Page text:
The Bureau of Labor Statistics (BLS) finds that the average salary of an architect was $76,100 per year, $36.59 per hour in 2015. There is wide range of architect salaries, however. The top 10% of architects earn an average salary of $125,520 per year, $60.34 per hour. The bottom 10% of architects earn an average salary of $46,080 per year, $22.15 per hour.

    Architects’ salaries are fairly high, but what do the future job prospects look like for architects? The BLS releases a “job outlook” for the fields it studies. The job outlook predicts the percent by which the number of people in a given job will grow between 2014 and 2024. For architects, the BLS job outlook is 7%, which is around the average for all the jobs the BLS studies. The field isn’t shrinking, but it’s not growing at faster-than-average rates either.

    Related Article: The Average Salary of a Doctor 

    Where Architects Make the Most

    The Average Salary of an Architect

    The BLS examines state- and metro-level data on earnings, too. Where does it pay the most to be an architect? According to BLS data, the top-paying state for architects is California, where the annual mean wage for architects is $97,880. Other high-paying states for architects are Georgia ($93,940), Massachusetts ($90,430), New Jersey ($89,130) and Minnesota ($88,680).

    What about metro areas? The top-paying metro area for architects is West Palm Beach-Boca Raton-Delray Beach, FL, where the mean annual wage for architects is $117,870. Other high-paying metro areas for architects are Santa Maria-Santa Barbara, CA; Oxnard-Thousand Oaks-Ventura, CA; Syracuse, NY and Oakland-Hayward-Berkeley, CA.

    Related Article: The Cost of Living in California

    The Cost of Becoming an Architect

    The first step to becoming an architect is to earn a bachelor’s or master’s degree in architecture. A poll by the American Institute of Architecture Students (AIAS) found that poll respondents (all architecture school graduates) had an average post-graduation student debt of $40,000. The students also reported spending thousands on extra costs such as modeling materials, textbooks and more.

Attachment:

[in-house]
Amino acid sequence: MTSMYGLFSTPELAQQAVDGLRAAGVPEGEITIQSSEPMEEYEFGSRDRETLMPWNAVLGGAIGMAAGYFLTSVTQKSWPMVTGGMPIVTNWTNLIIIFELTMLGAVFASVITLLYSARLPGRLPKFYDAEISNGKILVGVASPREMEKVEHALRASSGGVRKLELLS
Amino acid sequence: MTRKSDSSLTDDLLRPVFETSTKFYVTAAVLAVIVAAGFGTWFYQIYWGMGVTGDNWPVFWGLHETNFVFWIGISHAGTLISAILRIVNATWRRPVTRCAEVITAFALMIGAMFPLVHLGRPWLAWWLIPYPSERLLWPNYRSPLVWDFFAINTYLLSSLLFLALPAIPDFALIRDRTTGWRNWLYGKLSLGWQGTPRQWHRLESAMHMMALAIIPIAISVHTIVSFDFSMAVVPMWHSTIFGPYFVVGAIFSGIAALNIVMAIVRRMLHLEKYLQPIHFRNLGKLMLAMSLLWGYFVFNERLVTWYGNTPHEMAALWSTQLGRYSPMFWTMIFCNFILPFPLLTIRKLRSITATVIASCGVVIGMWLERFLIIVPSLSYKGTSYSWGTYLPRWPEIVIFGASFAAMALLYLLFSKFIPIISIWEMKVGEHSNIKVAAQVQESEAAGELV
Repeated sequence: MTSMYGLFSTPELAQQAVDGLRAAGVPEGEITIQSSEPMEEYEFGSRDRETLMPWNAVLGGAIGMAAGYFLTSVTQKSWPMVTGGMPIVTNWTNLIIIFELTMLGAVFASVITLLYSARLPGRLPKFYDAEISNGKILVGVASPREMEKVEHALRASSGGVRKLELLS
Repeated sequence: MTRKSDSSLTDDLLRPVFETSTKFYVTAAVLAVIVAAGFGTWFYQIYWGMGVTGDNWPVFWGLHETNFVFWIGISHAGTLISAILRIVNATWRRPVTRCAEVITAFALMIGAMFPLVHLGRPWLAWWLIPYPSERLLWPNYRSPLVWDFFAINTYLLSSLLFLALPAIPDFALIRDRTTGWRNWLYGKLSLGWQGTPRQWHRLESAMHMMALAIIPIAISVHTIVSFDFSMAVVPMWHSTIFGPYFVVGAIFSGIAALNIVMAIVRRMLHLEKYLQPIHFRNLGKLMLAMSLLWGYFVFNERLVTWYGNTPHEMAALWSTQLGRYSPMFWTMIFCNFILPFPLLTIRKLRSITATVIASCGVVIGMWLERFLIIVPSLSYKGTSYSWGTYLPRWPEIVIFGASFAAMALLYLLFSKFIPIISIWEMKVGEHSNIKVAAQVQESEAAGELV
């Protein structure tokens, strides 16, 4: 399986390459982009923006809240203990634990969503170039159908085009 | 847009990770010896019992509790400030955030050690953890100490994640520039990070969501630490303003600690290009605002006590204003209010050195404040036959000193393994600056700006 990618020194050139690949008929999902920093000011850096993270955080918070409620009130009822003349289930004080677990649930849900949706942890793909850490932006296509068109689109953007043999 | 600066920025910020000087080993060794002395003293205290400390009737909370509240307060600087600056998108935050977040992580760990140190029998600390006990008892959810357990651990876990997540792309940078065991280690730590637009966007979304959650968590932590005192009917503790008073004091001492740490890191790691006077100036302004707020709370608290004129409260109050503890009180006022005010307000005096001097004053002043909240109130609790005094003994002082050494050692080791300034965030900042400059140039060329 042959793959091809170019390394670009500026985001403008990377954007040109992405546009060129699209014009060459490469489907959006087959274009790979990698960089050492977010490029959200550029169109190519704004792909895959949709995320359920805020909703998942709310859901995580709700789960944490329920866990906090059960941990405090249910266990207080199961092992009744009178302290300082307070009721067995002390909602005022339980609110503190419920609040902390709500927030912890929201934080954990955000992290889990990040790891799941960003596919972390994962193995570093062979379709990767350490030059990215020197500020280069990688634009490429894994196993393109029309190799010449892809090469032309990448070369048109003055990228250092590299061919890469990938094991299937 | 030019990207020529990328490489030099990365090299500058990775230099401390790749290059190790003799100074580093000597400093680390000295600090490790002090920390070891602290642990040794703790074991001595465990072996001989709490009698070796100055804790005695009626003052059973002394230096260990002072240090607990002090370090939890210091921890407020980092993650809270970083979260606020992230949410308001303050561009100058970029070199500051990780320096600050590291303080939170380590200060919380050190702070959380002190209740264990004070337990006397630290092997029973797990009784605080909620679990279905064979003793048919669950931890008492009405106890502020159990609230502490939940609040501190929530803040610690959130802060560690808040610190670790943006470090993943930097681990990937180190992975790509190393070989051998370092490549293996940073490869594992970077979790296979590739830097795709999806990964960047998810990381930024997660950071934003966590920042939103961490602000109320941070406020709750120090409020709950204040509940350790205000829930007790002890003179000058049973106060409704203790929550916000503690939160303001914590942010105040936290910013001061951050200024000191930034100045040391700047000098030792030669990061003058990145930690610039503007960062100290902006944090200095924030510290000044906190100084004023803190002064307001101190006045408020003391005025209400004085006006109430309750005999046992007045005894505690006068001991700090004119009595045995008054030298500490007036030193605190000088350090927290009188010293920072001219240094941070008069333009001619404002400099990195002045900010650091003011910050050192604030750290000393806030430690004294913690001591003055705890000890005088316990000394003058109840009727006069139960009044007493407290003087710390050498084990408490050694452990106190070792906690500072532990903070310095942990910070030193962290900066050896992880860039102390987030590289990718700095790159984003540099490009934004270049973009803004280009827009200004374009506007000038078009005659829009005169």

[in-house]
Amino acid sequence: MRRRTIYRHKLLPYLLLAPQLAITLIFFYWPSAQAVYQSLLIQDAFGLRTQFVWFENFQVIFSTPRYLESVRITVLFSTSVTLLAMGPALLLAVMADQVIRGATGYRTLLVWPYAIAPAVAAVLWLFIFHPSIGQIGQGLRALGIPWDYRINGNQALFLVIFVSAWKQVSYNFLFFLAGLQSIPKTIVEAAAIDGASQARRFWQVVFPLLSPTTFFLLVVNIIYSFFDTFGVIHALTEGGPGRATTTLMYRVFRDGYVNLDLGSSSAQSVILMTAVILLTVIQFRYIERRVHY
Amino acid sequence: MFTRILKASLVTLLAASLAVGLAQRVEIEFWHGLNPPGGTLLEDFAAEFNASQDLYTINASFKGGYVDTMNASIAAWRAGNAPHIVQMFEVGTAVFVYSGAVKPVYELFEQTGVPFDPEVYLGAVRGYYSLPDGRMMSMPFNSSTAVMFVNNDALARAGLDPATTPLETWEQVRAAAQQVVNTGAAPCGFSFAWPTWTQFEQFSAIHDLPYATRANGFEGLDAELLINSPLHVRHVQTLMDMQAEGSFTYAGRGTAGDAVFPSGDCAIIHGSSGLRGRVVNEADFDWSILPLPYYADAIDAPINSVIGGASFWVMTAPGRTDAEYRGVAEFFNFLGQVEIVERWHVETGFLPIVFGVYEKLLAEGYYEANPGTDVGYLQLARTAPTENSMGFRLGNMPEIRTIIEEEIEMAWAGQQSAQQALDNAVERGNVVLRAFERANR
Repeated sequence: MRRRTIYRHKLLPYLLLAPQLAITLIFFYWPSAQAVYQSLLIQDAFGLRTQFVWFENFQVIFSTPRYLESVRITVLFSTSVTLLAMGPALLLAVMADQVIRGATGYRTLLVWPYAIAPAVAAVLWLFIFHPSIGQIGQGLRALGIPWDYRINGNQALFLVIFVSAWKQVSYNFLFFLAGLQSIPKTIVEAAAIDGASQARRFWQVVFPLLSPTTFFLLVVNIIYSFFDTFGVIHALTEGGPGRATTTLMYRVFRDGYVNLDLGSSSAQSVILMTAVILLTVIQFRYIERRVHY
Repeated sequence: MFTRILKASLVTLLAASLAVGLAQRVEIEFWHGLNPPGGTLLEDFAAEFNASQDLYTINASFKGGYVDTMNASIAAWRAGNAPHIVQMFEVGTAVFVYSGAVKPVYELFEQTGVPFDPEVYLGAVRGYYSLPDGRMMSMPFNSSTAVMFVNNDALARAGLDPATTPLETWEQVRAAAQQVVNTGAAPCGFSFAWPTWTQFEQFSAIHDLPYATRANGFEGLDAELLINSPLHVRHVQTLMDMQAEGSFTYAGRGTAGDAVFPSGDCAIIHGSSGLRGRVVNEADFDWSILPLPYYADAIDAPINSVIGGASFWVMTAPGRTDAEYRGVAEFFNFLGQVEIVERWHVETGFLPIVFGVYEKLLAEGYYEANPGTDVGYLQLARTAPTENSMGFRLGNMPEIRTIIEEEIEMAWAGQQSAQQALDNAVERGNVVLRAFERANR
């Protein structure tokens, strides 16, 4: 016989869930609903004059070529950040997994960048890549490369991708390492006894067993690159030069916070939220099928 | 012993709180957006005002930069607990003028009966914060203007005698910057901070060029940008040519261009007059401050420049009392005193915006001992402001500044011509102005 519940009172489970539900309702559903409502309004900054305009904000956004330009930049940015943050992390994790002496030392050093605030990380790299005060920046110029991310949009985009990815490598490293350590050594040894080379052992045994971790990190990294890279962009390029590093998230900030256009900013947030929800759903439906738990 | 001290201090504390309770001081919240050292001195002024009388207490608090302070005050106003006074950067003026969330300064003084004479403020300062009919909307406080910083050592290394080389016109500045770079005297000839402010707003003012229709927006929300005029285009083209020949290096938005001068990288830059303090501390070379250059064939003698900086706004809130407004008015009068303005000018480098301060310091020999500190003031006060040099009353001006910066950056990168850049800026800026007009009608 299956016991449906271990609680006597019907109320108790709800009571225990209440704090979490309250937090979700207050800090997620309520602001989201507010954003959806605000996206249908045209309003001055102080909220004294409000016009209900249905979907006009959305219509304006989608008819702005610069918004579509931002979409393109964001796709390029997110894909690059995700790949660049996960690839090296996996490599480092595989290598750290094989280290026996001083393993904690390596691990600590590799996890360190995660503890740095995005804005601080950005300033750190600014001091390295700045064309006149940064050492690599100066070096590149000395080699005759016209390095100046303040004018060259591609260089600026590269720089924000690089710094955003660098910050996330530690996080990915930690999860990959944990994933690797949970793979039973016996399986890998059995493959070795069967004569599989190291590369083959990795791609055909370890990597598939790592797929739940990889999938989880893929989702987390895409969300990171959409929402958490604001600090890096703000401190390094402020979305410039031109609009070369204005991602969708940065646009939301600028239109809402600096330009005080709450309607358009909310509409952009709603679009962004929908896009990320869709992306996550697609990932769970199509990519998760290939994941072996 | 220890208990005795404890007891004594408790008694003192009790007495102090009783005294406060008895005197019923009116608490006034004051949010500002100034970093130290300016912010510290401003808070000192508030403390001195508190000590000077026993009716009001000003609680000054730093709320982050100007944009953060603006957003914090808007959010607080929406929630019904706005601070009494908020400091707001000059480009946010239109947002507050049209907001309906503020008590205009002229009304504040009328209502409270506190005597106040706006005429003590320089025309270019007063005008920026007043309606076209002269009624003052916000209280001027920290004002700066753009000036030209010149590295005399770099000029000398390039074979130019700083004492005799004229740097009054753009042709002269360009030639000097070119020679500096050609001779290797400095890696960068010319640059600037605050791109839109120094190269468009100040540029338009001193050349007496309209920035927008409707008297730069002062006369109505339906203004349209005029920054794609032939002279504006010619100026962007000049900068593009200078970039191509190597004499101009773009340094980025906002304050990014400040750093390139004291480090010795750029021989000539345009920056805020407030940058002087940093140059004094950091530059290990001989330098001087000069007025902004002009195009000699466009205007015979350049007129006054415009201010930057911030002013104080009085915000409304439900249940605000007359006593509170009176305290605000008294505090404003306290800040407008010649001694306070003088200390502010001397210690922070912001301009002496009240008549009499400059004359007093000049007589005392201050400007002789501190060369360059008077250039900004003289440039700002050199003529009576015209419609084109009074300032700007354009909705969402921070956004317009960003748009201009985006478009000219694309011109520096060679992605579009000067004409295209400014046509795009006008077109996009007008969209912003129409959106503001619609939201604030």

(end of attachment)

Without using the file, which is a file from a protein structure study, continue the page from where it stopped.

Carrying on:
After obtaining a degree (often a five-year degree), budding architects do an average of three years at an architecture internship. Finally, they must take the Architect Registration Exam (ARE). That means that even the fastest path to becoming an architect in the U.S. takes eight years, but most people take around 11 years. In the meantime, most of these aspiring architects are paying back student loans. The ARE also comes with stiff fees. Depending on which version of the exam you take, the exam fee itself is either $1,470 or $1,260. If you have to cancel your exam, the fees you pay are non-refundable.

    Bottom Line

    The Average Salary of an Architect

    The job of an architect comes with glamour and prestige, as well as a high salary and a solid job outlook. However, the path to becoming an architect is a long and expensive one and not everyone who wants to become an architect makes it through the multi-year process. Still, if you have the discipline, talent and funds architecture is a financially rewarding career path.

    Update: Have financial questions beyond an architect’s average salary? SmartAsset can help. So many people reached out to us looking for tax and long-term financial planning help, we started our own matching service to help you find a financial advisor. The SmartAdvisor matching tool can help you find a person to work with to meet your needs. First you’ll answer a series of questions about your situation and goals. Then the program will narrow down your options from thousands of advisors to up to three registered investment advisors who suit your needs. You can then read their profiles to learn more about them, interview them on the phone or in person and choose who to work with in the future. This allows you to find a good fit while the program does much of the hard work for you.

    Photo credit: Â©iStock.com/Geber86, Â©iStock.com/vgajic, Â©iStock.com/monkeybusinessimages

    The post The Average Salary of an Architect appeared first on SmartAsset Blog.


    Source: smartasset.com

    Four Things to Consider When Choosing Your Next Community

    by Phillip Warren

    Deciding to move is a major decision and location is one of the most important aspects you should consider when planning a move. Whether it's a new neighborhood, a new city, or a new state--once you get there, you want to make sure your new community truly makes you feel welcome.

    The post Four Things to Consider When Choosing Your Next Community appeared first on Homes.com.


    Source: homes.com

    What is Panic Selling & How Does it Work?

    by Phillip Warren
    woman covering eyes

    Panic selling is when enough investors want to sell their holdings at the same time that it creates a profound drop in prices. That drop scares other investors into selling, which causes prices to fall still further, which frightens more investors, and so on.

    The resulting panic can erase vast amounts of wealth. It can take weeks or even years for the markets to recover from a serious panic.

    markets can crash.

    Throughout the history of every kind of market, panic occasionally sets in. Sometimes it’s a major global event that sets it off, like what happened with the stock markets in March of 2020 as the global COVID-19 pandemic picked up speed and countries entered lockdown.

    Other times, it’s simply a matter of a given asset—like housing in 2008—being bid up to unrealistic levels, followed by the mass consensus of what it’s worth changing seemingly overnight.